Idealist, Cynic, or Realist? Nina Munk’s critique of Jeffrey Sachs’ Millennium Villages
When I heard about Nina Munk’s new book on Jeffrey Sachs’ Millennium Villages Project, I was eager to read it. I’ve kept my ears open for stories of the Millennium Villages since they started in 2006. While I never believed their model of a standard prescription for eradicating poverty in Africa would work, my inner optimist hoped against hope that I was wrong. Over the last few years, I had seen a few articles that showed things were not moving according to plan. Nina Munk’s book goes further into two villages – one in Kenya and one in Uganda – to see how the Millennium Villages model plays out.
The book is an easy read, a bit like a travel log. It’s disappointing that it tends to focus on some of the logistical challenges that are common to projects implemented in remote places and not unique to the Millennium Villages model, rather than delving more deeply into the flaws of the original design of the Millennium Villages model.
Millennium Villages were meant to provide the infrastructure, material inputs, and training to allow poor communities to thrive. Munk quotes Sachs assuring a donor that “most of the work can be done in just one year.” But imported solutions rarely work the way they are intended. If it were that easy to end poverty, I would hope that the world would have ended it eons ago.
What I wonder is how so many well-informed people at the helms of large institutions were convinced that this model could work? Perhaps it was the attractiveness of such a simple solution compared to the complexity and time-investment of actually working with the community to address their own priorities.
Part of what may have been so appealing about Jeffrey Sachs was his anger about the way things were, about unnecessary deaths that had simple, cost-effective solutions. I am with him on this. It is outrageous. But how we work on ending poverty is of the utmost importance. One brilliant individual, or even a team of researchers, cannot solve poverty on their own.
In 2006, the Foreign Policy Roundtable of Los Angeles invited Firelight to bring one of our African partners to serve as a counterpoint to a presentation Jeffrey Sachs was making to leaders in the news and entertainment industry. Sachs was at the height of his rock star like fame and the roundtable was well attended. We invited our Rwandan partner, Mary Balikungeri to the roundtable.
Balikungeri is the founder and director of Rwanda Women Community Development Network, or RWN. RWN supports survivors of sexual violence, children, and youth with three core programs: health care and counseling, human and legal rights education, and socioeconomic empowerment. Since its start in 1997, the network has improved the lives of thousands of women and children.
Mary Balikungeri spoke about the transformative impact of engaging the community in response to the HIV pandemic, both complementing and challenging Sachs’ more widely publicized approaches to development. She was able to introduce many of the audience members – some who had never before heard a community-based leader from Africa speak – to the importance of local leadership and long-term commitment to social change in Africa. She argued that African-led responses with a high degree of community involvement are more sustainable than projects designed by outsiders with little local involvement.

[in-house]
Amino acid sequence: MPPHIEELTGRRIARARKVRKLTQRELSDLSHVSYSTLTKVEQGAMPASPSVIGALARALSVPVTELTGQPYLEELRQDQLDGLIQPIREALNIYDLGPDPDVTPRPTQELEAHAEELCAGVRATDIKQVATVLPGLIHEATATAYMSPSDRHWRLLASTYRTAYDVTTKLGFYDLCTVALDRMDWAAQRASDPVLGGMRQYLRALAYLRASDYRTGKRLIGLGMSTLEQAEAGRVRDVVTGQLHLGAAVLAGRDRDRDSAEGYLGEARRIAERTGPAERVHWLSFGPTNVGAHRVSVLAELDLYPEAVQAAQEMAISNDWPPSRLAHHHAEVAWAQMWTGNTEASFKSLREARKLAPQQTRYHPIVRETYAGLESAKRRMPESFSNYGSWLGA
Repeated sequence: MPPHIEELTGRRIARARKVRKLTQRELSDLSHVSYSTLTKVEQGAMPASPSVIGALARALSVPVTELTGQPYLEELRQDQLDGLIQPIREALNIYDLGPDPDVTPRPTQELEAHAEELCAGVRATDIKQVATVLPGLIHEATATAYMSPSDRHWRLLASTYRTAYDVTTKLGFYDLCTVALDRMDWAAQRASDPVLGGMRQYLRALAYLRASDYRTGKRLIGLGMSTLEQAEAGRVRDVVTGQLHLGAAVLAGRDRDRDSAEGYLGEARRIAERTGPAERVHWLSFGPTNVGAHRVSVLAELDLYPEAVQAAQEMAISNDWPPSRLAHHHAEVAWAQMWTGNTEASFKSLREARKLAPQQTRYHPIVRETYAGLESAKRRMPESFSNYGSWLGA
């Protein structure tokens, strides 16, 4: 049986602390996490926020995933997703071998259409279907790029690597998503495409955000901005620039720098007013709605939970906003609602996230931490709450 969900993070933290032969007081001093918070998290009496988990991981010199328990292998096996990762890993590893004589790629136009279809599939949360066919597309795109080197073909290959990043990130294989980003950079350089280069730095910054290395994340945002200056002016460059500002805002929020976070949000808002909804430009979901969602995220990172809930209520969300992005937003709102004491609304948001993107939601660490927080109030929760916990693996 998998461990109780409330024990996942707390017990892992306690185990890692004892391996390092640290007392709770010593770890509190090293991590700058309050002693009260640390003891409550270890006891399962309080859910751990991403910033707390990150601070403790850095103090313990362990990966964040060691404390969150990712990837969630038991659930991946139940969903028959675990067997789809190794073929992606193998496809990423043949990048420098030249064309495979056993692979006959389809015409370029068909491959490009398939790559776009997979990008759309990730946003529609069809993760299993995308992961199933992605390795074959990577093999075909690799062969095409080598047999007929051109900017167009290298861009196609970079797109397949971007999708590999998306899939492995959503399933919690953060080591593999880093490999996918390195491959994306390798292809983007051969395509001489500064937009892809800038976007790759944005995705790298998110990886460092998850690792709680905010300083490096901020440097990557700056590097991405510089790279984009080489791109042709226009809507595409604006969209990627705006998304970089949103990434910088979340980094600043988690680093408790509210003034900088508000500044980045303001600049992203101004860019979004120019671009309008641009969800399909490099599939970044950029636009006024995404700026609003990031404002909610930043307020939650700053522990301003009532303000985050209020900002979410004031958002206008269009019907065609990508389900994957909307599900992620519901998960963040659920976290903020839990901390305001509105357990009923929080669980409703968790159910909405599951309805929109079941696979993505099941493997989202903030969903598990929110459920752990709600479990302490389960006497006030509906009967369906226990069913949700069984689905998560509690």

Fast-forward seven years to our present moment. Nina Munk has devoted most of this time to visiting two Millennium Villages and understanding their story. These villages are struggling as funding is running out. I am reminded of Mary Balikungeri’s words. It is discouraging that millions and millions of dollars seem to have been used to confirm once again what doesn’t work.
Munk’s book has thrust Sachs back into the limelight. He wrote a September Op-Ed in the New York Times, bookended with inspiring JFK quotes. He criticized cynicism and pointed out the gains made in Africa over the last few decades. It held true with a passage from Munk’s book (never mentioned in his editorial) that any attack on the project was treated as “deep-rooted cynicism” about foreign aid and development.
If I use my head, my education, and my connections with African community leaders, I’d rather be labeled a realist, than a cynic. I grapple daily with the difficult realities of working in the field of development. I have hope about development in Africa, but it is different than it was the first day I started learning about Africa and development. It is tempered with reality, and what I have learned along the way.
When development is sustainable, it happens from the ground up. It is locally-motivated and draws on the resources and first hand knowledge that people hold of their own communities. It is slow to unfold. It requires constant stewardship of layers of stakeholders – from community members to community leaders to district officials on up. The stories that give me hope about development in Africa were not in Nina Munk’s book or in Jeffrey Sachs’ book. These stories come from daily interaction with people deeply committed to improving their communities. These people will still be there working when the funding runs out.